Why Google and Facebook may eventually disappear

Facebook, Google, and, now, even Amazon make oodles of cash from advertising. This is not a secret. For decades now, these companies have built and optimised their online ability to serve you relevant ads. The scalability of these business models means incredibly high margins for these key players. In other words, they are making mountains of profit.

The mega-cap tech companies continue to make enormous amounts of money and use that money to retain power and influence. They have deep enough pockets to buy out the competition and enough spare cash to risk purchasing “moon shots” projects that either fail or become dominant in their sector. Although it seems unlikely now, these companies will probably go into decline one day. History is replete with such examples. So how could it happen? Good old commoditisation.

Tell me more about this six-syllable word

All new products or product innovations go through several life stages and usually end up as a “commodity” in the eyes of the buyers. Roughly speaking, the stages are:

  1. Innovation — an innovative company creates a new product or idea.
  2. Demand growth — early in the product’s lifecycle, demand is high, providing the retailer pricing power. The product is highly profitable.
  3. Growing competition — the product’s success and profitability draws competitors into the market. Competitors offer different versions of the product meant to appeal to different demographics, e.g., luxury versions versus cheaper versions. Profit margins begin to drop but remain solid at this stage.
  4. Approaching market saturation the majority of potential customers have purchased some version of the product. A large number of competitive firms may exist. Product innovations are incremental and small, and profit margins are declining. Sellers are forced to continually reduce prices to attract new customers.
  5. Commoditisation of the product (or service) typically, several companies offer the product or service, and there is little difference between the various vendors. The product has reached the near-perfect competition scenario. It is no longer considered innovative and has become an everyday product. Prices are virtually the same across all sellers.

This process has played out since antiquity. From the first wheat farmer to the smartphone producer — most products go through this cycle. Here are a few other historical examples: automobiles (although EVs have restarted the cycle), personal computers, utilities (gas, electricity), banking, clothing, and Internet access.

The Death of Giants?

Over 85% of the companies that were part of the Fortune 500 in 1955 were gone by 2014. It might seem impossible to fathom that a behemoth like Google may not exist in a few decades, but history is not on its side. Although it is challenging to ascertain an exact number, it is thought that 80% of Google’s revenue comes from online advertising. For Facebook, that number is around 97% (as of 2020).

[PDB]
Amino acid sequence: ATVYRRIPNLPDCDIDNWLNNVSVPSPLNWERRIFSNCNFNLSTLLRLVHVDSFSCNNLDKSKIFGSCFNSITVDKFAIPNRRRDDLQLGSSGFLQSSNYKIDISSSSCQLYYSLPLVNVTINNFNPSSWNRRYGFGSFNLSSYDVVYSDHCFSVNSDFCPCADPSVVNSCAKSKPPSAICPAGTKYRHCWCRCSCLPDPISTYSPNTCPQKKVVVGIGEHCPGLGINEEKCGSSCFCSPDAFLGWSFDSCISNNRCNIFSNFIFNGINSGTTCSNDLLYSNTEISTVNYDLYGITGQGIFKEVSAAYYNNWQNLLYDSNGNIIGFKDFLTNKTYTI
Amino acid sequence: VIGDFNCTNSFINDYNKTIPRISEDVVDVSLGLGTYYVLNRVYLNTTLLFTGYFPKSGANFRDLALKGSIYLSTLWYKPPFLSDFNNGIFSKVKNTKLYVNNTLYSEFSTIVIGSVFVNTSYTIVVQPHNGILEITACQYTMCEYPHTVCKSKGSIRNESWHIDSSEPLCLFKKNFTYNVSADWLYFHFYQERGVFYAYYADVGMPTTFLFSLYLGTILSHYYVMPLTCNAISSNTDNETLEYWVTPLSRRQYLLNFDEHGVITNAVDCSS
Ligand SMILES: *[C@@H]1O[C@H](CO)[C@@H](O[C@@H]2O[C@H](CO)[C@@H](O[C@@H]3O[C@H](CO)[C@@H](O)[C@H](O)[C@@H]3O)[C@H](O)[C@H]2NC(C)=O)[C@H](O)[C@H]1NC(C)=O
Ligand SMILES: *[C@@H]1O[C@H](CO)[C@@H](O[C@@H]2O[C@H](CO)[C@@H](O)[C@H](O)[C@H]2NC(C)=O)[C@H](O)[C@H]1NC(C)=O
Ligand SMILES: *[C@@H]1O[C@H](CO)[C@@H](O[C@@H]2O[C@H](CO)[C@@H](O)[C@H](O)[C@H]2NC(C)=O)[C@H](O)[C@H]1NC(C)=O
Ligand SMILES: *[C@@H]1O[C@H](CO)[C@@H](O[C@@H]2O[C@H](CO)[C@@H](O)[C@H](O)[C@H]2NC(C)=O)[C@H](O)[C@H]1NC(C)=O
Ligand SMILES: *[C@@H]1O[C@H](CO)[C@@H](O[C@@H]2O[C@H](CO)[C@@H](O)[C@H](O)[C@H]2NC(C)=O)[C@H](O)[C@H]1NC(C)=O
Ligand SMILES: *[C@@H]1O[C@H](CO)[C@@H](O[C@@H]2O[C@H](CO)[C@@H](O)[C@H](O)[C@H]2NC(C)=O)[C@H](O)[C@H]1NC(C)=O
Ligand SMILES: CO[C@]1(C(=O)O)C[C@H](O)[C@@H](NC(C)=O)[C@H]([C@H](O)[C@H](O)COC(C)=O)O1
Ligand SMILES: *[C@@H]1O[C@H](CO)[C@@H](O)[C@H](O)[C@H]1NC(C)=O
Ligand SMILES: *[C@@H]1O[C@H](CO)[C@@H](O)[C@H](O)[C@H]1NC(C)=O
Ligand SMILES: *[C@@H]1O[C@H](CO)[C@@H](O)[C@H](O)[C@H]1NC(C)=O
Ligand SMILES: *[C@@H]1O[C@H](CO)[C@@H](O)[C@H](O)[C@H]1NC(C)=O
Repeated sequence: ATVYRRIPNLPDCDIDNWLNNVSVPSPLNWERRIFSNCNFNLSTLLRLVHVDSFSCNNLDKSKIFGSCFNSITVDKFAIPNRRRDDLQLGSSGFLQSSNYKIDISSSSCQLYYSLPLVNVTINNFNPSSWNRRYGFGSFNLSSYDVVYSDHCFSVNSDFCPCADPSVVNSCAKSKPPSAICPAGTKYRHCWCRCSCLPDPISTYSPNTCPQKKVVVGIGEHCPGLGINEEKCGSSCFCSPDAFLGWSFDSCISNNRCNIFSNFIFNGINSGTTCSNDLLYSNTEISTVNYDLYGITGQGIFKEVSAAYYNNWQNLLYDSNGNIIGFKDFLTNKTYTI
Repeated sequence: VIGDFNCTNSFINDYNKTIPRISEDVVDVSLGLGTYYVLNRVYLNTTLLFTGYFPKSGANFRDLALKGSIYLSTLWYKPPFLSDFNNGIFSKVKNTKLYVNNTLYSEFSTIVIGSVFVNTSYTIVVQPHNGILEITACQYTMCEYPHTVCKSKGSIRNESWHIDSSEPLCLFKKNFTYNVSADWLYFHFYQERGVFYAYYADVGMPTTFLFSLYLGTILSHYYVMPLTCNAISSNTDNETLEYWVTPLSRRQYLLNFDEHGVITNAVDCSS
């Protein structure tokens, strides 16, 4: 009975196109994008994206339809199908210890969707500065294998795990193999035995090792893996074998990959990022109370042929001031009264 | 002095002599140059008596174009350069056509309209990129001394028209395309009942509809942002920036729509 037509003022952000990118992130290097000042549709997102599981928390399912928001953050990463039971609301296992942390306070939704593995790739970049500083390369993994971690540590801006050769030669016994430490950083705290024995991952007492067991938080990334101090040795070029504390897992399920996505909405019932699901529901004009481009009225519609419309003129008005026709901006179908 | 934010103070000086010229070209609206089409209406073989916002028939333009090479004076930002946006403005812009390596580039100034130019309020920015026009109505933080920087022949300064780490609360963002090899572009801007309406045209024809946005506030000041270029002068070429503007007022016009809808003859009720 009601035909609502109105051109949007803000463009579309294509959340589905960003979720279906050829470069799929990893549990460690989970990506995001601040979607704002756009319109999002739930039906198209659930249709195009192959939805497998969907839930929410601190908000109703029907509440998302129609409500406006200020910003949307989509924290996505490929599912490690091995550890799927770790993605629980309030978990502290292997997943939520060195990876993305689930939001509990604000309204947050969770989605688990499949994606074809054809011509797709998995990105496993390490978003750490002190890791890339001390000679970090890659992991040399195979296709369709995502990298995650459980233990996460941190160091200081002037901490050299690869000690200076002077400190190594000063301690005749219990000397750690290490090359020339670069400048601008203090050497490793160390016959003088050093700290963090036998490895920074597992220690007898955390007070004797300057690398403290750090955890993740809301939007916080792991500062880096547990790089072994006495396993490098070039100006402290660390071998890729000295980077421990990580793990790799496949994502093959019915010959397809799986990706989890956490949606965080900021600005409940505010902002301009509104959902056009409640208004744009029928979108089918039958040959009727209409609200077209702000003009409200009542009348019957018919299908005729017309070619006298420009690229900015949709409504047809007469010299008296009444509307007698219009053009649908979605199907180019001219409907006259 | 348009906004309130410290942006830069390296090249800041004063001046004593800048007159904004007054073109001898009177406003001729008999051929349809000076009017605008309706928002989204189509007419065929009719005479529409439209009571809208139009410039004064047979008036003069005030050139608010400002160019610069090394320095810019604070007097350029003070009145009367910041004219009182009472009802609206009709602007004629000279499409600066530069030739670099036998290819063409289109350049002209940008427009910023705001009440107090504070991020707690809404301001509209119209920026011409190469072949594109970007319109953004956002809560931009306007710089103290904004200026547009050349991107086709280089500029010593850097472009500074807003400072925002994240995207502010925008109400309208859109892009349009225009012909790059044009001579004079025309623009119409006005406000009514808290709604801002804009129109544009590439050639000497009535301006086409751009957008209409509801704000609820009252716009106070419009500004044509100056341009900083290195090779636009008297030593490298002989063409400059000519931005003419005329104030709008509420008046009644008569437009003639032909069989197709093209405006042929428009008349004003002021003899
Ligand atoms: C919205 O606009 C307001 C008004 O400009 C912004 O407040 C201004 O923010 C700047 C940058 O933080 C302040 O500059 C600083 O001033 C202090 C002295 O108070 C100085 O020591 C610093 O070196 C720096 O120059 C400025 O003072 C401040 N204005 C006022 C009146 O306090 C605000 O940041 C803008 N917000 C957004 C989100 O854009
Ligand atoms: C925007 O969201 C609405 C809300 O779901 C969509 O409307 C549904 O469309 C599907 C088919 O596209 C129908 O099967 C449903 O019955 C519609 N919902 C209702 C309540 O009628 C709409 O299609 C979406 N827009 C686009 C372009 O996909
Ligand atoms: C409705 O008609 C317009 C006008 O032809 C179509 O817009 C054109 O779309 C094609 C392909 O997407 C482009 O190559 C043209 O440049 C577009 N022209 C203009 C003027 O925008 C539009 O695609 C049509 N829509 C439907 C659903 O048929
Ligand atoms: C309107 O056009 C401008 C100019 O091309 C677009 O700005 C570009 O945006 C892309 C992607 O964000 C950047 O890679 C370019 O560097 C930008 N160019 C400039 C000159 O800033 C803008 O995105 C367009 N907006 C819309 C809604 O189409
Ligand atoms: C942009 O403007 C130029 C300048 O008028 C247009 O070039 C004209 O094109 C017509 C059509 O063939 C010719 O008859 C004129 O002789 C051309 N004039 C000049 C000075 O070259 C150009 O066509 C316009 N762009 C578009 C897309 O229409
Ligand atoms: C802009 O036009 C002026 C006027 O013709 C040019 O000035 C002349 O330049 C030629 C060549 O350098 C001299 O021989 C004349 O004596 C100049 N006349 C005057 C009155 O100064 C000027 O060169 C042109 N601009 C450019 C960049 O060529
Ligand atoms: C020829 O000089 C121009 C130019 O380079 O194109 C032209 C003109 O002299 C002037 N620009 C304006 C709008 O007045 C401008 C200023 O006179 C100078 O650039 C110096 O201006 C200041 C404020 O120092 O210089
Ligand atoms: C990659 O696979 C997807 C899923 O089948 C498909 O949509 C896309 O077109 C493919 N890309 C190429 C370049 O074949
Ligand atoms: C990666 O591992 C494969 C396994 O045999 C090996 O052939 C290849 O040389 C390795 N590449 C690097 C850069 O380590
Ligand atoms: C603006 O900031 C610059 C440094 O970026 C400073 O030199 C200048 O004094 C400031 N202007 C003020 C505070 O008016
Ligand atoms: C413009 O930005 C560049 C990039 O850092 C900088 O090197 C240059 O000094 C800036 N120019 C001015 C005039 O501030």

Online advertising has had incredible tailwinds this past year. Yes, many companies cut their advertising budgets during the lockdowns (for example, travel advertising). Still, there was a significant acceleration of the digitalisation of businesses (as can be seen from Shopify’s growth). Many companies were forced online, and many others were forced to increase their online advertising budgets. Currently, we are seeing the second tailwind for these giants: the world economy is reopening and companies that did not advertise during the lockdown are back in business. Since the economy has not fully reopened, advertising expenditure in physical media remains lower than usual, and at least some of those funds are making their way into online advertising instead. Consequently, Facebook and Google have strong pricing power, and they are sitting well.

But I would argue that these tailwinds have accelerated their march towards commoditisation. The acceleration of business digitisation has brought forward the eventual market saturation point. I don’t think we are there yet, and luckily (for them), there are only a handful of major players for now. But the same could be said for utility providers. And auto manufacturers. And mobile phone makers. You get the picture.

You may disagree, but over the next decade, I think we will see the commoditisation of advertising services like those offered by Facebook and Google. I think these companies know that the writing is on the wall, and that is why they are constantly experimenting with additional products and services. They have to innovate and find a market suitably big to replace their current Golden Geese. If not, they will join those Fortune 500 giants that have ceased to exist.

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Wesl3y is a technology consultant and an eToro value investor. He has consulted for major global companies and sold his business to Accenture in 2015. He uses his industry insight to try and beat the market.

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